Jim Auton's Tracks of the Year 2020

Jim Auton’s Tracks of the Year 2020

It’s been a bit of a different year hasn’t it?!? For all of its cataclysmic shiteness, one good thing came out of it as myself and the gaffer began our podcast, Show Me Magic!, which has resulted in me listening to more songs in a year than I have ever before.

Which brings its own problems. To use an old football adage, having so many great players to choose from is a nice problem to have. Well I had a long list of over 100 tracks that I’ve enjoyed this year, mostly down to the pod and the great guests we’ve had. I have also chosen a few that my trusty co-host, Bill Cummings, picked for the pod that I think I have loved more than he has.

Anyway, these twenty tracks could be in any order really but this is a good enough sequence.

  • Porridge Radio – Sweet

PR specialise in visceral, heart-crushing, violently beautiful music that rattles you in the best way possible. This stunner and ‘Lilac’ tug on every string you possess and shake you to your core and leave you crumpled on the floor as you reach out like Gollum or Luke Skywalker to press repeat.

  • Egyptian Blue – Nylon Wire

There is an argument that the post punk that has infiltrated the scene over the past few years has reached saturation point. Fontaines D.C. have steered away from it and those coming up on the rails aren’t quite hitting the right notes this year. Except Egyptian Blue. They are doing something much more intelligent, adding layers of intrigue and fat hooks of angular guitar and duelling vocals.

  • Lime – Surf N Turf

“I’m sorry, I ate some cheese” there’s not much more you need to know really. It’s quite apparent most of my favourite songs this year are not happy tunes, but for this I made an exception. Mainly just because it is so ridiculously infectious and fun. It’s played with joy and a sense of sarcasm but with the knowing that they’re just really good at it too. The Jose Mourinho of pop songs, they know that this is great and they back it up.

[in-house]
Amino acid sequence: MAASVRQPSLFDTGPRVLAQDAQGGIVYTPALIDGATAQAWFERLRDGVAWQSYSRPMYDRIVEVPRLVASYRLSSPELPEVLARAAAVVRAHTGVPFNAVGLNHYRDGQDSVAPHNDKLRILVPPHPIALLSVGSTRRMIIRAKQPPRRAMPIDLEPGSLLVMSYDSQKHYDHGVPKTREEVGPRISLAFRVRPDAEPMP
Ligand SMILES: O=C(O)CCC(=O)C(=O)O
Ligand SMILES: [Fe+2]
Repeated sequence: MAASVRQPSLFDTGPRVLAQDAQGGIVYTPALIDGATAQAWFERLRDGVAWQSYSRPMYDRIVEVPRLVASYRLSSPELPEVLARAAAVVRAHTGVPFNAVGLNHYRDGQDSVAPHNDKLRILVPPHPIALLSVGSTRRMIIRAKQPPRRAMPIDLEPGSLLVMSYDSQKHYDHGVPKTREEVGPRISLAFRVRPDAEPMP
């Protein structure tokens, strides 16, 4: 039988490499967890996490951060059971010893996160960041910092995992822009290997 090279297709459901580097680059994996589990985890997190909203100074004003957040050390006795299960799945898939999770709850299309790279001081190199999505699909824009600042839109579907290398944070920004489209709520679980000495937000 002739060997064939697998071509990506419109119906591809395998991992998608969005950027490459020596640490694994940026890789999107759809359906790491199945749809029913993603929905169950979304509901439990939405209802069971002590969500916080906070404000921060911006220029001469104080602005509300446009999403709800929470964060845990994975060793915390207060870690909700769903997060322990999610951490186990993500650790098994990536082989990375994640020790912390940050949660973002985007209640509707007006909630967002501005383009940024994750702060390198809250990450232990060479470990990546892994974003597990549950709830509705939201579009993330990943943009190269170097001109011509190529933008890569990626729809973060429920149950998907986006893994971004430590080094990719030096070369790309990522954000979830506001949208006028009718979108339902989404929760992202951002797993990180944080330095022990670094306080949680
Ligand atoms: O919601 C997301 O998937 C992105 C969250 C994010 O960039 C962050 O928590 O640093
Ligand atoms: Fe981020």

• Ider – Saturday

Just emotionally stark and pin drop beauty fighting for prominence, Covid cough and samples used to add suspense and foreboding to the verses but then nostalgic sentimentality trumps it and a lump appears in your throat as you think back to before the nightmare of the twenty first century.

  • Couples – Faites L’Amour

Incredible cerebral anger and angst that will be immense live, but here just explodes out your speakers like an aural punch in the gut. Expertly layering guitars overlapping to cause a cacophony of beautiful noise, railing against the gammons and racist twats who claim to speak for everyone in Britain.

  • Anna B Savage – A Common Tern

One of the singles to be taken from one of my most anticipated LPs to come out early in 2021. It could have been anything she released this year as they are all stunning but this has such brutally honest lyrics with a huge rousing chorus and heavy guitars that stop dead which seems to evoke the nature within and subject of the song perfectly.

  • TRAAMS– The Greyhound